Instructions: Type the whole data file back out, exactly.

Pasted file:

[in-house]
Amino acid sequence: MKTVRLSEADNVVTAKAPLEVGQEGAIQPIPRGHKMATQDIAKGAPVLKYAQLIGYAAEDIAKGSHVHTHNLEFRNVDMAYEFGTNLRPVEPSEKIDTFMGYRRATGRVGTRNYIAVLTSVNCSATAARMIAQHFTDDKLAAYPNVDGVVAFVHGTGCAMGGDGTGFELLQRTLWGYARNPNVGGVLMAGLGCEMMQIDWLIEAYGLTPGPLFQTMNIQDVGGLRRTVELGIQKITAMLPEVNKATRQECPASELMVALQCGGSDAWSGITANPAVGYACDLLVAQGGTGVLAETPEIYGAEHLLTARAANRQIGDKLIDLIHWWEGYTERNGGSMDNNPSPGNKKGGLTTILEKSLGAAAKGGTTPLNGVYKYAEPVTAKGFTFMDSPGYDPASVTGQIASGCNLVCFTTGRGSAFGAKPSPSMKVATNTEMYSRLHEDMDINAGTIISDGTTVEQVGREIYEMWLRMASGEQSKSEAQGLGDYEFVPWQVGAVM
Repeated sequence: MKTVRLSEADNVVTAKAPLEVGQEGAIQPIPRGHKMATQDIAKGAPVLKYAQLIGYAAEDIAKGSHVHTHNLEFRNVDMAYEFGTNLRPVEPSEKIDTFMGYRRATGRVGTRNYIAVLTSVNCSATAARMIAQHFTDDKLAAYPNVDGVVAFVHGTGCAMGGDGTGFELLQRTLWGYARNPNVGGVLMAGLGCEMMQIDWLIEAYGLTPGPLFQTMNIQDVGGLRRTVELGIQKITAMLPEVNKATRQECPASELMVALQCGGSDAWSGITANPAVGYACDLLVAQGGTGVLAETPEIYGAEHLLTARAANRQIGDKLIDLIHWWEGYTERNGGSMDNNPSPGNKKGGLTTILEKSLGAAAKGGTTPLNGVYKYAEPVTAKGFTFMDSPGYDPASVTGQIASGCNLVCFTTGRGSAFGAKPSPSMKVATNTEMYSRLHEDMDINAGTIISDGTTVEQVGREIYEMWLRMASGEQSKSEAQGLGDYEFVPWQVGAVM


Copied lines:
[in-house]
Amino acid sequence: MKTVRLSEADNVVTAKAPLEVGQEGAIQPIPRGHKMATQDIAKGAPVLKYAQLIGYAAEDIAKGSHVHTHNLEFRNVDMAYEFGTNLRPVEPSEKIDTFMGYRRATGRVGTRNYIAVLTSVNCSATAARMIAQHFTDDKLAAYPNVDGVVAFVHGTGCAMGGDGTGFELLQRTLWGYARNPNVGGVLMAGLGCEMMQIDWLIEAYGLTPGPLFQTMNIQDVGGLRRTVELGIQKITAMLPEVNKATRQECPASELMVALQCGGSDAWSGITANPAVGYACDLLVAQGGTGVLAETPEIYGAEHLLTARAANRQIGDKLIDLIHWWEGYTERNGGSMDNNPSPGNKKGGLTTILEKSLGAAAKGGTTPLNGVYKYAEPVTAKGFTFMDSPGYDPASVTGQIASGCNLVCFTTGRGSAFGAKPSPSMKVATNTEMYSRLHEDMDINAGTIISDGTTVEQVGREIYEMWLRMASGEQSKSEAQGLGDYEFVPWQVGAVM
Repeated sequence: MKTVRLSEADNVVTAKAPLEVGQEGAIQPIPRGHKMATQDIAKGAPVLKYAQLIGYAAEDIAKGSHVHTHNLEFRNVDMAYEFGTNLRPVEPSEKIDTFMGYRRATGRVGTRNYIAVLTSVNCSATAARMIAQHFTDDKLAAYPNVDGVVAFVHGTGCAMGGDGTGFELLQRTLWGYARNPNVGGVLMAGLGCEMMQIDWLIEAYGLTPGPLFQTMNIQDVGGLRRTVELGIQKITAMLPEVNKATRQECPASELMVALQCGGSDAWSGITANPAVGYACDLLVAQGGTGVLAETPEIYGAEHLLTARAANRQIGDKLIDLIHWWEGYTERNGGSMDNNPSPGNKKGGLTTILEKSLGAAAKGGTTPLNGVYKYAEPVTAKGFTFMDSPGYDPASVTGQIASGCNLVCFTTGRGSAFGAKPSPSMKVATNTEMYSRLHEDMDINAGTIISDGTTVEQVGREIYEMWLRMASGEQSKSEAQGLGDYEFVPWQVGAVM